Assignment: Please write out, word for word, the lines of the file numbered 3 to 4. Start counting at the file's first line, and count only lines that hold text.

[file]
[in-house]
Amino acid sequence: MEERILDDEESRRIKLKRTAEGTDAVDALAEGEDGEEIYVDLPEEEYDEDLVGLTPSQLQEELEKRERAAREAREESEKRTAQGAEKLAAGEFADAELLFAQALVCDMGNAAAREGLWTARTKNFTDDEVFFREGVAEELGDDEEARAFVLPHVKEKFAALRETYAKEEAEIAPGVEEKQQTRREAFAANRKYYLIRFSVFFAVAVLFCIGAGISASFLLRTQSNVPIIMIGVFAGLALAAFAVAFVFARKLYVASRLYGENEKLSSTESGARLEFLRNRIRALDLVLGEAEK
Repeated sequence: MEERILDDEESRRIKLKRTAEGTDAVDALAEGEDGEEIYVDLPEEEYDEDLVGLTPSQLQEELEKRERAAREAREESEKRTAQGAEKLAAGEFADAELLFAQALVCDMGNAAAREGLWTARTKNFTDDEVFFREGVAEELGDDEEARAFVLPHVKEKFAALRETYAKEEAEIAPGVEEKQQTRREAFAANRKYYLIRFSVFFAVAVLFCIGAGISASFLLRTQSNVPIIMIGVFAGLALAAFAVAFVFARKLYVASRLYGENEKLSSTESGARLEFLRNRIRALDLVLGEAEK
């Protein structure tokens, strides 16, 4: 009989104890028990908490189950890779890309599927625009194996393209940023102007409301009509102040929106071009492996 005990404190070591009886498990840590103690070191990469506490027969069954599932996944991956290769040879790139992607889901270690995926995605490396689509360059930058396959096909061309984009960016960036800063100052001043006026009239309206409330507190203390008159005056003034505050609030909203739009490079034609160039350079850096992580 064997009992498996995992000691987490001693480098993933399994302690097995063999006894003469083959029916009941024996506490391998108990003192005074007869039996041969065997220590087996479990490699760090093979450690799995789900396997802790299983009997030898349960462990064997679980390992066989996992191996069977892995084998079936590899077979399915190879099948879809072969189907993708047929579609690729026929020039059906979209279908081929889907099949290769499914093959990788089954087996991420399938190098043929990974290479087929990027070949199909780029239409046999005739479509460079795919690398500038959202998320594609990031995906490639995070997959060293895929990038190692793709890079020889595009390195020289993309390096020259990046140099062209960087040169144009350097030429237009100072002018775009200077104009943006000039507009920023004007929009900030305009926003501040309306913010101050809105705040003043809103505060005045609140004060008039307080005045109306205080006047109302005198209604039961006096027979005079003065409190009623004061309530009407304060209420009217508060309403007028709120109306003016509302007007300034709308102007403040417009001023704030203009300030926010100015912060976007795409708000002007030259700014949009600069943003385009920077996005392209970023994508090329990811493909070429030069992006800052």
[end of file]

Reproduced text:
Repeated sequence: MEERILDDEESRRIKLKRTAEGTDAVDALAEGEDGEEIYVDLPEEEYDEDLVGLTPSQLQEELEKRERAAREAREESEKRTAQGAEKLAAGEFADAELLFAQALVCDMGNAAAREGLWTARTKNFTDDEVFFREGVAEELGDDEEARAFVLPHVKEKFAALRETYAKEEAEIAPGVEEKQQTRREAFAANRKYYLIRFSVFFAVAVLFCIGAGISASFLLRTQSNVPIIMIGVFAGLALAAFAVAFVFARKLYVASRLYGENEKLSSTESGARLEFLRNRIRALDLVLGEAEK
């Protein structure tokens, strides 16, 4: 009989104890028990908490189950890779890309599927625009194996393209940023102007409301009509102040929106071009492996 005990404190070591009886498990840590103690070191990469506490027969069954599932996944991956290769040879790139992607889901270690995926995605490396689509360059930058396959096909061309984009960016960036800063100052001043006026009239309206409330507190203390008159005056003034505050609030909203739009490079034609160039350079850096992580 064997009992498996995992000691987490001693480098993933399994302690097995063999006894003469083959029916009941024996506490391998108990003192005074007869039996041969065997220590087996479990490699760090093979450690799995789900396997802790299983009997030898349960462990064997679980390992066989996992191996069977892995084998079936590899077979399915190879099948879809072969189907993708047929579609690729026929020039059906979209279908081929889907099949290769499914093959990788089954087996991420399938190098043929990974290479087929990027070949199909780029239409046999005739479509460079795919690398500038959202998320594609990031995906490639995070997959060293895929990038190692793709890079020889595009390195020289993309390096020259990046140099062209960087040169144009350097030429237009100072002018775009200077104009943006000039507009920023004007929009900030305009926003501040309306913010101050809105705040003043809103505060005045609140004060008039307080005045109306205080006047109302005198209604039961006096027979005079003065409190009623004061309530009407304060209420009217508060309403007028709120109306003016509302007007300034709308102007403040417009001023704030203009300030926010100015912060976007795409708000002007030259700014949009600069943003385009920077996005392209970023994508090329990811493909070429030069992006800052």